But of course, after Tiger Woods' 'mea culpa' on Friday turned everyone into amateur psychologists, the real interest here was not whether Chelsea would increase their lead over United, but on what effect a week spent endeavouring to repair his marriage in Dubai has had on John Terry.
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Attempting a volleyed clearance in his own box, the centre-back muffed it in fine style, leaving Kevin Foley clean through. Wolverhampton Wanderers were unfortunate that Petr Cech provided a super save, and by the time Adlene Guedioura had latched onto the rebound Terry was back, his mind reordered, to clear off the line. But it was chink in the armour, nevertheless, and one which gave the Molineux crowd an excuse renew their vocal expression of schadenfreude.
Not that there had been much else to occupy their time. Someone had clearly filled the football with helium for the first half, for nearly all of the shots Michael Ballack's and Stephen Ward's the most notable for their potential to cause damage but their inability to do so sailed innocently over the respective cross-bars.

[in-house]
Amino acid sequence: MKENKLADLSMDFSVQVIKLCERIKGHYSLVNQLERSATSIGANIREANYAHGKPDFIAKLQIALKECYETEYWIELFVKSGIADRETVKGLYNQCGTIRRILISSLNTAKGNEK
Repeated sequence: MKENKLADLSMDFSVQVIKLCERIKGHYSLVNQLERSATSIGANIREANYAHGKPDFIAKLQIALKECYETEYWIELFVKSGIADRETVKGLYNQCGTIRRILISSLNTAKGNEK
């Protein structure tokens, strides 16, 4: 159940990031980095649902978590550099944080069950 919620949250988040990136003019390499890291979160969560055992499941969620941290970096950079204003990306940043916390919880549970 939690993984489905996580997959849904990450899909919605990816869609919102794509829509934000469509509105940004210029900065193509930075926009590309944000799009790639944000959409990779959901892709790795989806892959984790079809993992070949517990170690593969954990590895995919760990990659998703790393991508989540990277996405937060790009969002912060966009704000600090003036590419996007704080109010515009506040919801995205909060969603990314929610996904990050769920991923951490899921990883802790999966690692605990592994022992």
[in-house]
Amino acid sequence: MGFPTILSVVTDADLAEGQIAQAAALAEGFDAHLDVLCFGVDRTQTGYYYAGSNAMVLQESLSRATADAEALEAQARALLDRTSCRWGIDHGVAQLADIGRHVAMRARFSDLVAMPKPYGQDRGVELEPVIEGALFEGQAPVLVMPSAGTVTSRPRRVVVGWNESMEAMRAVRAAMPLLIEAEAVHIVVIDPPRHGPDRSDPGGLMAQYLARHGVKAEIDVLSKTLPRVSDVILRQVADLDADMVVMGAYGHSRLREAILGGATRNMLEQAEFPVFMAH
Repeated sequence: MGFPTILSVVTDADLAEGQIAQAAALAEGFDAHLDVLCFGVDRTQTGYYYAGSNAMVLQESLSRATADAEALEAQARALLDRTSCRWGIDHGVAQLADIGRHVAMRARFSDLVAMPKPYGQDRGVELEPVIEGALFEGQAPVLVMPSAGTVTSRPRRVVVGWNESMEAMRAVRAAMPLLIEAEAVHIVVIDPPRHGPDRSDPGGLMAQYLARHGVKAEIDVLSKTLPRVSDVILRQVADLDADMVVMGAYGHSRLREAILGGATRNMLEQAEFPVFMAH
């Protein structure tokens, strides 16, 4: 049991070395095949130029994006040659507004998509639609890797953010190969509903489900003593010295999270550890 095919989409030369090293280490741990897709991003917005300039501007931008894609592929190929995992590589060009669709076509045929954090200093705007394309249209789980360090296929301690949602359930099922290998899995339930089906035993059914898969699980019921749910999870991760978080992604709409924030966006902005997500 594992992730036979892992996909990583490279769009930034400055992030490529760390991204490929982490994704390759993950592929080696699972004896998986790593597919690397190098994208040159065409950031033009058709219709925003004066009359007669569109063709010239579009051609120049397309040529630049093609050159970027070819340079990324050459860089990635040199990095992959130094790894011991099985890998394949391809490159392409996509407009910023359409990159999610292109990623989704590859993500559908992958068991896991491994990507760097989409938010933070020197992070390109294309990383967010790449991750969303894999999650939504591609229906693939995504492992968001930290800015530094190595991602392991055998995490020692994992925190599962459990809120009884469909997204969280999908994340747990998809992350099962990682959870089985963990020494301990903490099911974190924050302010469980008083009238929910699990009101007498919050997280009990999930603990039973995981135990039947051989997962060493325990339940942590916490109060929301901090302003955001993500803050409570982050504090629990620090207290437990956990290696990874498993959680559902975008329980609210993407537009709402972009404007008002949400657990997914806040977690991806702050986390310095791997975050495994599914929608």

Kevin Doyle gave the home crowd an opportunity to leave off Terry, for a while, with two shots which tested Cech, particularly a fizzing drive to the near post, but the goalkeeper swatted it aside, just as he did a first time volley from Guedioura five minutes into the second half. So much for the Czech being a fading force.
It was only a matter of time before Chelsea struck, it appearing almost effortless when they did. Yuri Zhirkov slid the sort of simple ball across the goal-line that Drogba, arriving at the far post, could not fail to convert, and the second was even more economical. Cech found Drogba with long kick from his own box, and the striker took a touch and rounded Marcus Hahnemann. Job done.